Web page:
2014-02-11 06:43:03 - Global Automotive Infotainment Technologies Market 2013-2023 - a new market research report on companiesandmarkets.com
The global automotive infotainment technologies market will total $31.72bn in 2013. The infotainment technologies market encompasses information and audio visual entertainment systems for the purpose of navigation, safety, security, communications and leisure. In recent years in-vehicle infotainment (IVI) has seen substantial growth with the increased popularity of smartphones and tablets.
IVI in its current form has been around since the 1990s but improvements in computing technology and the wireless infrastructure have resulted in new possibilities. Meanwhile consumer expectations are also changing ensuring steady growth of demand, forcing vehicle manufacturers to offer advanced infotainment systems in their cars.
Most current infotainment systems are mimicking the interface found on tablet computers and smartphones. This has been a positive development for automotive OEMs but it
has also showed some of the weaknesses of the current automotive infotainment industry.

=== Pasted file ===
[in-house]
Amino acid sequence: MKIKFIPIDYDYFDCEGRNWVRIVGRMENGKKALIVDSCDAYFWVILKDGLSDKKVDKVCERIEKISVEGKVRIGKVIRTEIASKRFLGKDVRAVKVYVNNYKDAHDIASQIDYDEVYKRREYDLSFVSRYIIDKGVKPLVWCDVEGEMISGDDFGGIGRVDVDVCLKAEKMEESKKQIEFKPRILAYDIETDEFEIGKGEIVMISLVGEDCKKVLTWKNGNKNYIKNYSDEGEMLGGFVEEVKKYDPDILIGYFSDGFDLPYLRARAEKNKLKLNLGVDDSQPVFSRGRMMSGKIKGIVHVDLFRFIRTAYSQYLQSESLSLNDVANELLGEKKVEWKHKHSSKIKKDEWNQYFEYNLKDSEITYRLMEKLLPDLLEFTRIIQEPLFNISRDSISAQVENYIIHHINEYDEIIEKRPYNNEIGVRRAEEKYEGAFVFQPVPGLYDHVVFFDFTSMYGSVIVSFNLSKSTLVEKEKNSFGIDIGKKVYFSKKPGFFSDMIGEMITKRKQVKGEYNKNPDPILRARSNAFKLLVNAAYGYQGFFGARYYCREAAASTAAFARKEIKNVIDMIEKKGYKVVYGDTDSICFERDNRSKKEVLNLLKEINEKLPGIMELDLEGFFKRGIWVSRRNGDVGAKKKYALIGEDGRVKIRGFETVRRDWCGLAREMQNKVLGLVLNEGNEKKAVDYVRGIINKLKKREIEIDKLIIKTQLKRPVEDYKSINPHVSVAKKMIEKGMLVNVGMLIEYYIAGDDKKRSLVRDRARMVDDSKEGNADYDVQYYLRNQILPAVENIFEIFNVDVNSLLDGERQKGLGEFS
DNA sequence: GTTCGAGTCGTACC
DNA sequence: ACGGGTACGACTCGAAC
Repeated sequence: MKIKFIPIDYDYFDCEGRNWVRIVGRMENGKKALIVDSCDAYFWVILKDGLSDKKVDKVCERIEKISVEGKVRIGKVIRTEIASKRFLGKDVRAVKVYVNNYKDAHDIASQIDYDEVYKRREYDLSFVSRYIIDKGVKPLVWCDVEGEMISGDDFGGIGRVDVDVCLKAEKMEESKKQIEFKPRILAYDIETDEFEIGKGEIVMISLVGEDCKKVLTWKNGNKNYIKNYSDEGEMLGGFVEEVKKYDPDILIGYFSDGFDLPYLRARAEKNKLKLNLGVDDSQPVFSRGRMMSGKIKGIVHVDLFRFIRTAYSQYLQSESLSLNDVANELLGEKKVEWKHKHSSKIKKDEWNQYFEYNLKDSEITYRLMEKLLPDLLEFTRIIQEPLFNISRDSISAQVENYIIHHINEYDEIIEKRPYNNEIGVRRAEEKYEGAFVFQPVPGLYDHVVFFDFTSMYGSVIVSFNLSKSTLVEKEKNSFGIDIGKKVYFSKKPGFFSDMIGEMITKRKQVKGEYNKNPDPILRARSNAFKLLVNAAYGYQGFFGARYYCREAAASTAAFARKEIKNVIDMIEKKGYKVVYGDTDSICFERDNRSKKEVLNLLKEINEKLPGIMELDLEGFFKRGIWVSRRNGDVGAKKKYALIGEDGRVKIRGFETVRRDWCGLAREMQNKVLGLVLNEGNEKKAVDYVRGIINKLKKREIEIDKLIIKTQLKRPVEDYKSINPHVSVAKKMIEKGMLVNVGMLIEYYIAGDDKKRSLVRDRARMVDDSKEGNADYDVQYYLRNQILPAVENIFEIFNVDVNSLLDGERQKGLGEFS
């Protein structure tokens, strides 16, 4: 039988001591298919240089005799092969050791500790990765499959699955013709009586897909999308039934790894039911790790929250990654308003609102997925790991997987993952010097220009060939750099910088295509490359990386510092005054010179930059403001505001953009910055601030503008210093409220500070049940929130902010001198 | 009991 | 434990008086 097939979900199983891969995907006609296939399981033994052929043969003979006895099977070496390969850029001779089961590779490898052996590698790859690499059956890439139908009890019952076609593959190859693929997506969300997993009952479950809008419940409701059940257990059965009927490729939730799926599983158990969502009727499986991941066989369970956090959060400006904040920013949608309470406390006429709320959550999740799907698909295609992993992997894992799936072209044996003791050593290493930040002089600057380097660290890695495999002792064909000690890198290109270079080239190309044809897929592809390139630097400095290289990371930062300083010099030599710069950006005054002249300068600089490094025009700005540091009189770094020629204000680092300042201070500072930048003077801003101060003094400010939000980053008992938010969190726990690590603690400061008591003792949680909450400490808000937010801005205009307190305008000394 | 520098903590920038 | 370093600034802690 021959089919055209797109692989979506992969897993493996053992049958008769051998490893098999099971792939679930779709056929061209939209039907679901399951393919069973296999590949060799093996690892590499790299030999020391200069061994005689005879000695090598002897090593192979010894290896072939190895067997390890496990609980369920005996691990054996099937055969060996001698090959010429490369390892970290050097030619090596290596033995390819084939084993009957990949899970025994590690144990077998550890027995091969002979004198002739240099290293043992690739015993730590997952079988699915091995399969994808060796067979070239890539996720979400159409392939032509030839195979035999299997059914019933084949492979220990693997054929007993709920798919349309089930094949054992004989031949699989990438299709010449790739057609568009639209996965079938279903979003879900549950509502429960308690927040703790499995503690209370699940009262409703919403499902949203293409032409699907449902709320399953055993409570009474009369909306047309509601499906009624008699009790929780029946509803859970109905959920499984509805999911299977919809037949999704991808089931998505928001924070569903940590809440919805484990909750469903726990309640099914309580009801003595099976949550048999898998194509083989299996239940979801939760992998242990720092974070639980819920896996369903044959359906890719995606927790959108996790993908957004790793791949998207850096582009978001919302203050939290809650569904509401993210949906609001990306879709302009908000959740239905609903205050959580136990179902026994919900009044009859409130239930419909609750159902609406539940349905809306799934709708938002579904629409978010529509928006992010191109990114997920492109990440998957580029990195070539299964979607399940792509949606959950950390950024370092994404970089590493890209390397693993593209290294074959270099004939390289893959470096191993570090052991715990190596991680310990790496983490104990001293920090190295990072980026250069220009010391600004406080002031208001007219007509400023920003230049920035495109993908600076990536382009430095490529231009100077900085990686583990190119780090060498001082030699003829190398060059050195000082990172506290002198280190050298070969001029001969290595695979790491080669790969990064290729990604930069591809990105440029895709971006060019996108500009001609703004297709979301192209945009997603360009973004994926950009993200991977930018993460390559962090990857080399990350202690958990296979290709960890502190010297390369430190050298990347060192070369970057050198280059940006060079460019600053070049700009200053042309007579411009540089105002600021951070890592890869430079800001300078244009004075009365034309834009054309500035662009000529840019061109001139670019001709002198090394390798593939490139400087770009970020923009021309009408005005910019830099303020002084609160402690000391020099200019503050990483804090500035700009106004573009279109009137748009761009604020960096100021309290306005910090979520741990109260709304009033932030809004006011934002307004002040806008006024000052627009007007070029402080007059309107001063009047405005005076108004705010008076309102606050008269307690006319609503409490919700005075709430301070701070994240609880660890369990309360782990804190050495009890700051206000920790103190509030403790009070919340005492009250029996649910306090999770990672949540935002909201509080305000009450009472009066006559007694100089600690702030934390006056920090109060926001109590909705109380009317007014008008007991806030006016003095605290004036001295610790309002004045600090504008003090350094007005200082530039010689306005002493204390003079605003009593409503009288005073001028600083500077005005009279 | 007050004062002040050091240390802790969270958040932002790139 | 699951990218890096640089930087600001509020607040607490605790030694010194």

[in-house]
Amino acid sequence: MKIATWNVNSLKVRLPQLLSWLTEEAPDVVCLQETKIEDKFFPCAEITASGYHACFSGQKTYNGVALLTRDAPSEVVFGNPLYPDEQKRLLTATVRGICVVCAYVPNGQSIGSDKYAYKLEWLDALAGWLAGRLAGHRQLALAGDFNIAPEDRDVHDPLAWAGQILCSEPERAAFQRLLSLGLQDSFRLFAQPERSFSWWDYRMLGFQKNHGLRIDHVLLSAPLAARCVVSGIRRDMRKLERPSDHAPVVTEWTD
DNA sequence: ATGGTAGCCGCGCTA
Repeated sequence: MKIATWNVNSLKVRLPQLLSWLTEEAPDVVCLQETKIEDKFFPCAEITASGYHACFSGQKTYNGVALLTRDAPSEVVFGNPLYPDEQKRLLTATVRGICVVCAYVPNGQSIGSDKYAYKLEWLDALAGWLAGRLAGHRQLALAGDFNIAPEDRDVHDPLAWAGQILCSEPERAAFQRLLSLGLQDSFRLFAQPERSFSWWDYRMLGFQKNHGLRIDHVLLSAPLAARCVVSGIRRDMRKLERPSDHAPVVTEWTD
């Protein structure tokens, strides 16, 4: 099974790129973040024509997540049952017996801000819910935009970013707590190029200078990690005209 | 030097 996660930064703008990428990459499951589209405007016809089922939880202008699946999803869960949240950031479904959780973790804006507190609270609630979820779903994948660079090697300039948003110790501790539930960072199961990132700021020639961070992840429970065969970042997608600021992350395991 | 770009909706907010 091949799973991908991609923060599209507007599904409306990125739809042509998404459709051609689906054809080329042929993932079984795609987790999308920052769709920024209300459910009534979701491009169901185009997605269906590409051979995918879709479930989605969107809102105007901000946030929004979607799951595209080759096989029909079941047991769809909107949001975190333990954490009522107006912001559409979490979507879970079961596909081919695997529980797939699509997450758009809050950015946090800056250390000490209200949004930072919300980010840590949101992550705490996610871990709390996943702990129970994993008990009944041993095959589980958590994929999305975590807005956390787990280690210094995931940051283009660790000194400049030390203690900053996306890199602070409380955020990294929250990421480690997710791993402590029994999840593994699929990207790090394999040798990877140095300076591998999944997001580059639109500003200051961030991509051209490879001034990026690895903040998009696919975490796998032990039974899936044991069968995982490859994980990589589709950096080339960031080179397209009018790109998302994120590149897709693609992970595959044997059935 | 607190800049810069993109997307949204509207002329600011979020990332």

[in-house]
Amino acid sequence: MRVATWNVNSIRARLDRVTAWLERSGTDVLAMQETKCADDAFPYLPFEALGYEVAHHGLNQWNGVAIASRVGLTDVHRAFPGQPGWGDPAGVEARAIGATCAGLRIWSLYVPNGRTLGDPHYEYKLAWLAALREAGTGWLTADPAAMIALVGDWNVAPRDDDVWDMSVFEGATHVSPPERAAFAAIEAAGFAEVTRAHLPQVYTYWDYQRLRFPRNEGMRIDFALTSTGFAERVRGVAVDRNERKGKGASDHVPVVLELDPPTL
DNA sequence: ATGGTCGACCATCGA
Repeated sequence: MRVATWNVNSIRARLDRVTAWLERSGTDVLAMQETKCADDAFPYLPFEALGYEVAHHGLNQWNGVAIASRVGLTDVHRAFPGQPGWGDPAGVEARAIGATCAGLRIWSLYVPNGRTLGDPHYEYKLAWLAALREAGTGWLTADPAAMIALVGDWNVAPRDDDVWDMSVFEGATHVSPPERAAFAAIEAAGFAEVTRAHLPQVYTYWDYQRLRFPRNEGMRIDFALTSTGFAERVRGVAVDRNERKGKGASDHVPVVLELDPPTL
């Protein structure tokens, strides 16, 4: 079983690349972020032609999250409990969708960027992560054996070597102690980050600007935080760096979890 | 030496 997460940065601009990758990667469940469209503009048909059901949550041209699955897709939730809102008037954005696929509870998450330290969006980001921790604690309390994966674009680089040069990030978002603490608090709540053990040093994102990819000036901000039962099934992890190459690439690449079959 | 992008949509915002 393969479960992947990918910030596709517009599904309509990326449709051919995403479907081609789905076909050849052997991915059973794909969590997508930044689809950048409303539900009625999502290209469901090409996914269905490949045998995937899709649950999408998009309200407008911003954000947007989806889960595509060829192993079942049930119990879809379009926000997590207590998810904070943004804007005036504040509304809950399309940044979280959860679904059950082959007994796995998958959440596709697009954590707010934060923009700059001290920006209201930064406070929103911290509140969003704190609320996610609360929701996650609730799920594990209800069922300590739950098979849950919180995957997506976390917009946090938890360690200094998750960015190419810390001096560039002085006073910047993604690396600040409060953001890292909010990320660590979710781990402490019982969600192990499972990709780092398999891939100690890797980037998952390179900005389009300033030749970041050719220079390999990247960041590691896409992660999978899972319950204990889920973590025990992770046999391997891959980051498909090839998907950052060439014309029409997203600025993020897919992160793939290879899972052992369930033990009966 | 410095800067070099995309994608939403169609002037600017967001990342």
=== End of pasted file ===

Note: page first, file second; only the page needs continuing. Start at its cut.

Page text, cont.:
The biggest and most obvious disadvantage of the majority of infotainment systems is they feel dated and underdeveloped compared to modern tablets. These shortcomings are somewhat inherent to automotive infotainment as development times for vehicles are so much longer than for other consumer technology. However, it is also somewhat caused by the automakers´ inadequate approach in developing their head-unit infotainment systems. Carmakers have so far mostly set themselves the goal of integrating existing automotive technology in a touch-screen head-unit that resembles a smartphone or tablet computer. This has resulted in systems that provide very little to no gain in usability and do not offer any additional functions or benefits either. Although this would seem a logical progression in terms of automotive technology, it is a glaring deficiency in terms of infotainment in general.
The difference between what automotive infotainment currently offers and what is technologically possible and expected is most obvious to people who are used to modern technology. Unfortunately for carmakers this group of people is exactly the target-group they are trying to reach with their new touch-screen head-units.
This approach of the automotive industry is unlikely to be accepted by tech-savvy consumers for long. Moreover automotive infotainment systems are hindered by being almost unacceptably poor value for money to consumers; the most simple systems start at similar prices to top of the line tablets such as the Apple iPad and offer smaller, lower resolution screens, vastly less functionality and limited practicality from being built-in. More advanced systems are even more expensive but are usually offered as part of a package of active safety systems making them more marketable and offering slightly more potential for the future.